Hut life

Modern-day students at Keele University seem to enjoy a luxurious array of well-equipped and comfortable accommodation choices. By comparison, student accommodation in the early days might appear more rudimentary, but Keele’s Pioneers loved their "huts".

How did the campus look when the University opened in 1950? After years of neglect the estate was in a poor state and occupation by military forces from 1940 to 1948 had an even more damaging impact. Little permanence existed beyond Keele Hall and the Clock House. A sprawl of 80 temporary buildings and 60 dilapidated huts (with wooden walls and asbestos compound roofs) clung together for warmth on the barren wind-swept scrubland which formed a transit camp for military personnel and postwar refugees. These huts provided accommodation for Keele students and even some of the staff late into the 1960s. The pride and glory were the two large semi-circular Nissen-style huts which housed the original Students’ Union and Chapel until the early 1960s.

"The huts were certainly warm and well-appointed. When any Oxbridge students came to visit, they immediately remarked on how warm and comfortable we were by contrast to their chilly and apparently Spartan existence. We had Dunlopillo mattresses. And the main drawer in the desk where one would expect to find pencils and suchlike was fitted with a mirror. We understood that the desk was thus classed as a dressing table and avoided purchase tax. Coming to Keele straight from Army life, it was interesting to find in hut life something of the barrack-room camaraderie and learning of tolerance, although the relative privacy of individual rooms and a maximum of seven occupants per hut was luxury. One student whose name I have forgotten built a small properly-mortared brick wall as a divider and bedside facility in his room."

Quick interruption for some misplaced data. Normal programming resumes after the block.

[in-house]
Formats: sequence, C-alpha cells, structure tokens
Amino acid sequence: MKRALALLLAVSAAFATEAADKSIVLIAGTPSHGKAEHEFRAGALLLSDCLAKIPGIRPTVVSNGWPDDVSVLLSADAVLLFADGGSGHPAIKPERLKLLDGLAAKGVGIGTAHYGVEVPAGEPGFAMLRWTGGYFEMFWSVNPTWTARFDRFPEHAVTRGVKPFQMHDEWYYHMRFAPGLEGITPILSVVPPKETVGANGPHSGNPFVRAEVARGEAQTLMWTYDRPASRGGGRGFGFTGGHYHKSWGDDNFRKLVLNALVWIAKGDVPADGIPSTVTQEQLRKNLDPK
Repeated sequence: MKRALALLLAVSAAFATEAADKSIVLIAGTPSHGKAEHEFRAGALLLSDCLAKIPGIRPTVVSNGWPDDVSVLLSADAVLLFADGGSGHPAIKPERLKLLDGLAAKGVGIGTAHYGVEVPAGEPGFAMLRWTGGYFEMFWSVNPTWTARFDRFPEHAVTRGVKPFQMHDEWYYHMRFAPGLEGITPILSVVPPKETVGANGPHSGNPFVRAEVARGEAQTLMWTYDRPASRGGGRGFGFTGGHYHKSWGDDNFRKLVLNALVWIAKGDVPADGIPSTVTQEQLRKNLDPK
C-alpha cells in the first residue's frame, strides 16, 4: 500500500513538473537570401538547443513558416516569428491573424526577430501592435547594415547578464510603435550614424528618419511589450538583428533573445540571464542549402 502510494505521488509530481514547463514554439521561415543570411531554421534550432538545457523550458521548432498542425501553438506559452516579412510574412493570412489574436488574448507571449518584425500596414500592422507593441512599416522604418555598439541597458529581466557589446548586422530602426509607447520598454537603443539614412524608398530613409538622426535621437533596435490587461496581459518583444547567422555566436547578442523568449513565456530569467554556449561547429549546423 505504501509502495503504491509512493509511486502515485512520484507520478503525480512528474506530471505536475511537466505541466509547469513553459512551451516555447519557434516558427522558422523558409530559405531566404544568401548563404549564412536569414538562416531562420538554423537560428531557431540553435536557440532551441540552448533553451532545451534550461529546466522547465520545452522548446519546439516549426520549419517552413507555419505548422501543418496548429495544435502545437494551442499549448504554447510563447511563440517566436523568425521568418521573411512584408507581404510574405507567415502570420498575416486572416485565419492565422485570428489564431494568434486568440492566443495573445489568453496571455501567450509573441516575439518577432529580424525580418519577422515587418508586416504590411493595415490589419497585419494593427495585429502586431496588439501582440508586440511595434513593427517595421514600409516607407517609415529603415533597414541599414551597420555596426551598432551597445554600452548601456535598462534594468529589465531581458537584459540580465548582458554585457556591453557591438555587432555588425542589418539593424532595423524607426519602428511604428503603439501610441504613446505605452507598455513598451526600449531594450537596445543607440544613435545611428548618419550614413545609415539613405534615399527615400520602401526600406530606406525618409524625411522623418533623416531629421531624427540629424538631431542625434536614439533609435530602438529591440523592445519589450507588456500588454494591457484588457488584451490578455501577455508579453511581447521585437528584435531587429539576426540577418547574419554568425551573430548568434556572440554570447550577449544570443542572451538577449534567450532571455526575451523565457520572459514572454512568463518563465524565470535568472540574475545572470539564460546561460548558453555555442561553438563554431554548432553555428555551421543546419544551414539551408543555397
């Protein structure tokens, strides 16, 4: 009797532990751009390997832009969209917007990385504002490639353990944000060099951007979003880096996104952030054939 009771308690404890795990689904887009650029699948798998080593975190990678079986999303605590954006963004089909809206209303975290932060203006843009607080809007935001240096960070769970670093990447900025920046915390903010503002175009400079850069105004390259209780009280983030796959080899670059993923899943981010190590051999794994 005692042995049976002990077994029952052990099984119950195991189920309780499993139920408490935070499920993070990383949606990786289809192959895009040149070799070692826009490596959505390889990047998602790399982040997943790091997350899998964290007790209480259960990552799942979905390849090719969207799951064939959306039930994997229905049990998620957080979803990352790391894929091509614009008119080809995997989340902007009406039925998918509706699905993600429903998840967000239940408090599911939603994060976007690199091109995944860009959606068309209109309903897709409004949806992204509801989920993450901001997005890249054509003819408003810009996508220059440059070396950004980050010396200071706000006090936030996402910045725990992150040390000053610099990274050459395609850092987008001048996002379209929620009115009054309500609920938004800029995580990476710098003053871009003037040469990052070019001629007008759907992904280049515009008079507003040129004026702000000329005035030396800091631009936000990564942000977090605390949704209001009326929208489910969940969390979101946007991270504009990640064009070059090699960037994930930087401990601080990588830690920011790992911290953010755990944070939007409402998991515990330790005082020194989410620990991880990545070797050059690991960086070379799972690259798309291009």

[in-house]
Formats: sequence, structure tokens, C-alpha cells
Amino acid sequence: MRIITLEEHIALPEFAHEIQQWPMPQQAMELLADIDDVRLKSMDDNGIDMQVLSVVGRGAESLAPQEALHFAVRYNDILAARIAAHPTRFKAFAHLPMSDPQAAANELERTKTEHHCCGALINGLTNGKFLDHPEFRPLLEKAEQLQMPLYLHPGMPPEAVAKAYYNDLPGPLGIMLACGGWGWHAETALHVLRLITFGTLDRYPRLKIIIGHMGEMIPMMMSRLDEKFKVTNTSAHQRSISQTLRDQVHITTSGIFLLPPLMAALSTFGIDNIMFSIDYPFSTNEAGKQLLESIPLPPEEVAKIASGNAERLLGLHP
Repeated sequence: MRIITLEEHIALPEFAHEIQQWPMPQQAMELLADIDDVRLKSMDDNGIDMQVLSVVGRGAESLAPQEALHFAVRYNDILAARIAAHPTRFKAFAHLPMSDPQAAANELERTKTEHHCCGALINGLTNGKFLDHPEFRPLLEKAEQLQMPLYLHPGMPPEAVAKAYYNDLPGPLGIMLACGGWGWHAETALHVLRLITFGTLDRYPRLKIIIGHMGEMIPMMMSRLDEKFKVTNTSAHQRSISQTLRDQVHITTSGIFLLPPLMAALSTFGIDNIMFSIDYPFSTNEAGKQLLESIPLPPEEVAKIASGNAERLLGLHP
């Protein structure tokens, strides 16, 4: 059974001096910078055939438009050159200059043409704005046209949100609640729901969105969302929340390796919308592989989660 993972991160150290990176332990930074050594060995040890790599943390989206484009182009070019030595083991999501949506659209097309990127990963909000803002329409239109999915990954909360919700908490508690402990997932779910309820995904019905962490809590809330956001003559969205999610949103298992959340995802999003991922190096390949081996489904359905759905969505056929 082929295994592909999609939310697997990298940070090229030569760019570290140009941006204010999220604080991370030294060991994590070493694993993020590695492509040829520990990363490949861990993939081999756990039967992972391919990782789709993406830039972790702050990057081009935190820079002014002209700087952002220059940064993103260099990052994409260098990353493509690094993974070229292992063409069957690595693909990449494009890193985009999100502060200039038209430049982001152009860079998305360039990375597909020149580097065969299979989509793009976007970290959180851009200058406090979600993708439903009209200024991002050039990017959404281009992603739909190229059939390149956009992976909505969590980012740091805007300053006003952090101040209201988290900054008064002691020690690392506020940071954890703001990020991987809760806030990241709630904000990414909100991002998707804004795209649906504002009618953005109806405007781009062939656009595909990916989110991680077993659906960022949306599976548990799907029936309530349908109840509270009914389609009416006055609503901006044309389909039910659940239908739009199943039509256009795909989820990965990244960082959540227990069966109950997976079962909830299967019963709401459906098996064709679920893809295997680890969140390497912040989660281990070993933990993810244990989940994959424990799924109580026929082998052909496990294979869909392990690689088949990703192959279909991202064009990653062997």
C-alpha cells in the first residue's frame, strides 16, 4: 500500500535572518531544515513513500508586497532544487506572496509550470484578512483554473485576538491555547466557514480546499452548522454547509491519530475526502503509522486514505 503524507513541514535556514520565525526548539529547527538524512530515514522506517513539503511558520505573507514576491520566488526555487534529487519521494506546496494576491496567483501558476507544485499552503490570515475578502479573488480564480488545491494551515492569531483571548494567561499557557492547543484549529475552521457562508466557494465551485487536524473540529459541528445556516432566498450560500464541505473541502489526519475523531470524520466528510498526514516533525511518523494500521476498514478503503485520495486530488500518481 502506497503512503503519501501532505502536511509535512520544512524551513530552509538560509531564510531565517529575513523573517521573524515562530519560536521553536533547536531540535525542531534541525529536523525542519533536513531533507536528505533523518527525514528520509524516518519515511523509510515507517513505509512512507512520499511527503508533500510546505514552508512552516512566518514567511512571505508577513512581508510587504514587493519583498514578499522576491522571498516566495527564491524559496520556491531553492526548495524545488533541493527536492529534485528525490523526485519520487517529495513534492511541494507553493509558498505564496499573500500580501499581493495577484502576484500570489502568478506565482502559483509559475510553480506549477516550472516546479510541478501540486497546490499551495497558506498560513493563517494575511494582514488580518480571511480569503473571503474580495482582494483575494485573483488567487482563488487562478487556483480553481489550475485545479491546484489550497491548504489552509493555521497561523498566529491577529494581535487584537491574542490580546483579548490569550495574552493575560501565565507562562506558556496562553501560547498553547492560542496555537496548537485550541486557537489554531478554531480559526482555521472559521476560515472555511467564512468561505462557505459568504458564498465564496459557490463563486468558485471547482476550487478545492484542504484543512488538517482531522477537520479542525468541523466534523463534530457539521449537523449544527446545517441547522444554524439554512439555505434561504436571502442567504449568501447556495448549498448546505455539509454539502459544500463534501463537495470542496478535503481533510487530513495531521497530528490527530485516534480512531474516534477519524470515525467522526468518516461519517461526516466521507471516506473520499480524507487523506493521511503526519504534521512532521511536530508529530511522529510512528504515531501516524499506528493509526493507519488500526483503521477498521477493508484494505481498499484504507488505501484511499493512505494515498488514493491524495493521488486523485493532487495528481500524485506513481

Martin Tunnicliffe (1956)

Only two of the original army huts still survive - brick ones with chimneys. The Post Room now occupies one and is located between the Chancellor’s Building and the Science Learning Centre. These particular huts were not used for accommodation but for storage and workshops - and they have a protection order on them. They are usually called the Bungalows nowadays.